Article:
Clever Girl follows the life of Stella, the daughter of a single mother, from her childhood through middle age.
The writing is spectacular. Hadley’s prose made me feel as if I could see Stella’s history and her current life all at once: Stella as the young girl I met at the beginning of the novel, and at the same time, Stella as the adult narrator, a mother with two children.
However, I had issues with Stella’s relationship with her mother and stepfather, as well as her connection to a creepy teacher who turns into a dear friend. The dynamic between Stella and these characters shifted suddenly and without much (if any) explanation. I had trouble believing or understanding these shifts; a bit more detail would have remedied that.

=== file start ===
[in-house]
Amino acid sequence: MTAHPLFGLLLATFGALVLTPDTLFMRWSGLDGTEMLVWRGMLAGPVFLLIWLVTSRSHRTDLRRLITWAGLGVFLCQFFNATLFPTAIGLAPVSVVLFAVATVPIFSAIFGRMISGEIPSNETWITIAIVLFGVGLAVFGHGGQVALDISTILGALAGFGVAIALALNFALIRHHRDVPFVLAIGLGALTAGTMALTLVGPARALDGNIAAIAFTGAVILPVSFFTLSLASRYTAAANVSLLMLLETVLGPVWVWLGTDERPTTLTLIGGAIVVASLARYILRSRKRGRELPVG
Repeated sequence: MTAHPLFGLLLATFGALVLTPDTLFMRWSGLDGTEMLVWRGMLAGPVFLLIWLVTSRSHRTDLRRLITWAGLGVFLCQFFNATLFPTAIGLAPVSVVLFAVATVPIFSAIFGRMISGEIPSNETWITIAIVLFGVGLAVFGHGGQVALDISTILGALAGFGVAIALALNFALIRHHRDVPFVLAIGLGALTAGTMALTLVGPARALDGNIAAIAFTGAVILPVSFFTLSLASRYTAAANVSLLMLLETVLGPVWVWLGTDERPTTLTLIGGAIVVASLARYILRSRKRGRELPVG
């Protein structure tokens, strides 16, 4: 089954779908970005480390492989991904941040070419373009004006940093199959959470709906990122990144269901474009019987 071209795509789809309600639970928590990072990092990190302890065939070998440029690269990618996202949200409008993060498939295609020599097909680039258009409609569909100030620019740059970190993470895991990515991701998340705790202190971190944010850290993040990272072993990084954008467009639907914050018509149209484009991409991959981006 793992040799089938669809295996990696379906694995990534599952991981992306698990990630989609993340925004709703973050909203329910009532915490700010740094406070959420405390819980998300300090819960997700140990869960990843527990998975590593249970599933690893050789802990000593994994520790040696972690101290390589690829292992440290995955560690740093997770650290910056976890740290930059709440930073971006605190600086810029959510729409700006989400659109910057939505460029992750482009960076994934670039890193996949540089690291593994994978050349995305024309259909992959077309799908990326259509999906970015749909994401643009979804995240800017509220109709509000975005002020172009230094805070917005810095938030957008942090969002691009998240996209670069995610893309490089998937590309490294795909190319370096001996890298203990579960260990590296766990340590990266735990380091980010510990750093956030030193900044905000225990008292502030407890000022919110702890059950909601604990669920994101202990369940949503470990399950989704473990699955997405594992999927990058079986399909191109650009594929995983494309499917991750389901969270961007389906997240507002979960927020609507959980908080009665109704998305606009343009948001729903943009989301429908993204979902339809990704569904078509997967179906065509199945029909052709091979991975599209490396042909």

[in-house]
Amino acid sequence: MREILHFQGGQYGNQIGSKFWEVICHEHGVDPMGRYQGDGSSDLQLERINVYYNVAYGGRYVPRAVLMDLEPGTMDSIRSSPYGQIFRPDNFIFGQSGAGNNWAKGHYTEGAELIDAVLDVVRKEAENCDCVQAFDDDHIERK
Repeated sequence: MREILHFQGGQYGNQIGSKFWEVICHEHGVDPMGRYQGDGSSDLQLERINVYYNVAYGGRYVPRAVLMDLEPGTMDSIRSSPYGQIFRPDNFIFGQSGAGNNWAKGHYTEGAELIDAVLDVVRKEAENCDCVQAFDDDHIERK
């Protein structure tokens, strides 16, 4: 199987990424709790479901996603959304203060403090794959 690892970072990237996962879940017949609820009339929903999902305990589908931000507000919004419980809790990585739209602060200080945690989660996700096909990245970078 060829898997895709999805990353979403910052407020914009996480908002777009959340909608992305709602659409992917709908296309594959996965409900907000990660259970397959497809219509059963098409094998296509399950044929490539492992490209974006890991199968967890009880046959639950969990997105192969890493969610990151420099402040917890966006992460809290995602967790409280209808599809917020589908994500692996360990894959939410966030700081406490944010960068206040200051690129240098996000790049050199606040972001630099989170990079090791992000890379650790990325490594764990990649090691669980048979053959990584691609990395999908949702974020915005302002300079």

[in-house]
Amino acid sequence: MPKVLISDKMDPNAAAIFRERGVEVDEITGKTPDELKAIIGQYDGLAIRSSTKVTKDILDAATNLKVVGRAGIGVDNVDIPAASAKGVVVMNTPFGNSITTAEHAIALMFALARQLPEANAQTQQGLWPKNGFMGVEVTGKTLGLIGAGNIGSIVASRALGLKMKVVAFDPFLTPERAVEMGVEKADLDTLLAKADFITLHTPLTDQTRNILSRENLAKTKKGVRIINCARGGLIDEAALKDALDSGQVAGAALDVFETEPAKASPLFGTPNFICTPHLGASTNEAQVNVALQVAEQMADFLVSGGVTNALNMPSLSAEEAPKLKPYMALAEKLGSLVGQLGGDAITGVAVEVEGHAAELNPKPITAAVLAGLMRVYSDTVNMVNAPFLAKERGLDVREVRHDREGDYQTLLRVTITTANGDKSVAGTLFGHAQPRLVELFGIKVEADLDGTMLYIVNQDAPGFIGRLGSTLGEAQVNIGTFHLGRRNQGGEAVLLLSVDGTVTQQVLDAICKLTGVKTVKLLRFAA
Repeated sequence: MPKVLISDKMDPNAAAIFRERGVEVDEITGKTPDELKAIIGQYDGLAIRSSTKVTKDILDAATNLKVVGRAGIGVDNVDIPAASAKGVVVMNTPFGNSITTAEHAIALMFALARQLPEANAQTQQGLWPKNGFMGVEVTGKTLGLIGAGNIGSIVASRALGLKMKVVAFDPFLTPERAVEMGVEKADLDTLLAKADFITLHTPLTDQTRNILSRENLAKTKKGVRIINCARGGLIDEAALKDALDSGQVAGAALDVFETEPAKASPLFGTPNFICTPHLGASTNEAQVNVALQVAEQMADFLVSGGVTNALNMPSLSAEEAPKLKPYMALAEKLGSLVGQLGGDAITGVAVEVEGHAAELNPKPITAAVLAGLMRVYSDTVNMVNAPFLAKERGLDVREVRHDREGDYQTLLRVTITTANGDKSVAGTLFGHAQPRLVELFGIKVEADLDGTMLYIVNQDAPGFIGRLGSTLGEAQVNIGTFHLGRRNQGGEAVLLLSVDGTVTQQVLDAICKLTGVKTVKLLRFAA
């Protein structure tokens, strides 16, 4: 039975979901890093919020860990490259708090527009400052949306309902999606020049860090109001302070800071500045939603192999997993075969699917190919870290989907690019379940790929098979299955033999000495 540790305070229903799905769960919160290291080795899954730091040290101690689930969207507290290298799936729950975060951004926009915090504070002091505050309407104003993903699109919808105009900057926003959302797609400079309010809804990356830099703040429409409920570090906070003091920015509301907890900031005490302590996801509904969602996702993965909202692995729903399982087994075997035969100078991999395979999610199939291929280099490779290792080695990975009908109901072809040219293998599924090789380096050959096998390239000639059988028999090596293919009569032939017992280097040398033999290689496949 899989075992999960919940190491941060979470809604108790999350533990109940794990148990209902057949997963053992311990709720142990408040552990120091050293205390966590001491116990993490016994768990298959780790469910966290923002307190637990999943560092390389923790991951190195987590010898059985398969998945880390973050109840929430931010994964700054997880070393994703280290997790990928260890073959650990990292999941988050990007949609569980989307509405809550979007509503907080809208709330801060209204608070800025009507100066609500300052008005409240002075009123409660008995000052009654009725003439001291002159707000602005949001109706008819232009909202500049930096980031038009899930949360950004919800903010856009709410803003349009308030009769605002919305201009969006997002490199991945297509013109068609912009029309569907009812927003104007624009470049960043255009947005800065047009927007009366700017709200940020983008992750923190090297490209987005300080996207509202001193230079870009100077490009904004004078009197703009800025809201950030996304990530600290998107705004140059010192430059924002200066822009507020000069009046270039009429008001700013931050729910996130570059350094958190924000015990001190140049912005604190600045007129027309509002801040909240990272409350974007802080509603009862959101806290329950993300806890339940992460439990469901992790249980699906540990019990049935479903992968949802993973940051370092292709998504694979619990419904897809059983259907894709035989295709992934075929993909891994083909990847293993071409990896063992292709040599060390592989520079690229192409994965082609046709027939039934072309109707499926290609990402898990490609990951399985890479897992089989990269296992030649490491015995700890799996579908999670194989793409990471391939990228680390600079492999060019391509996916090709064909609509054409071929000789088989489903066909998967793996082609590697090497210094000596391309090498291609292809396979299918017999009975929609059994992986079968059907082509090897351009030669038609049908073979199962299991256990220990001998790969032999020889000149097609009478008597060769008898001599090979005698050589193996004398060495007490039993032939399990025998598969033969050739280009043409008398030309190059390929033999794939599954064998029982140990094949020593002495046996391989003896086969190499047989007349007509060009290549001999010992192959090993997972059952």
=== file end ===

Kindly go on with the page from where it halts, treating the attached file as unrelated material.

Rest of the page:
This novel has a definite sense of ennui throughout, which may not be appealing to some readers. There is plenty of drama in Stella’s life, but plenty of ordinary as well. I think readers who enjoy character-driven novels (I couldn’t help but think of Meg Wolitzer’s The Interestings) will enjoy Clever Girl.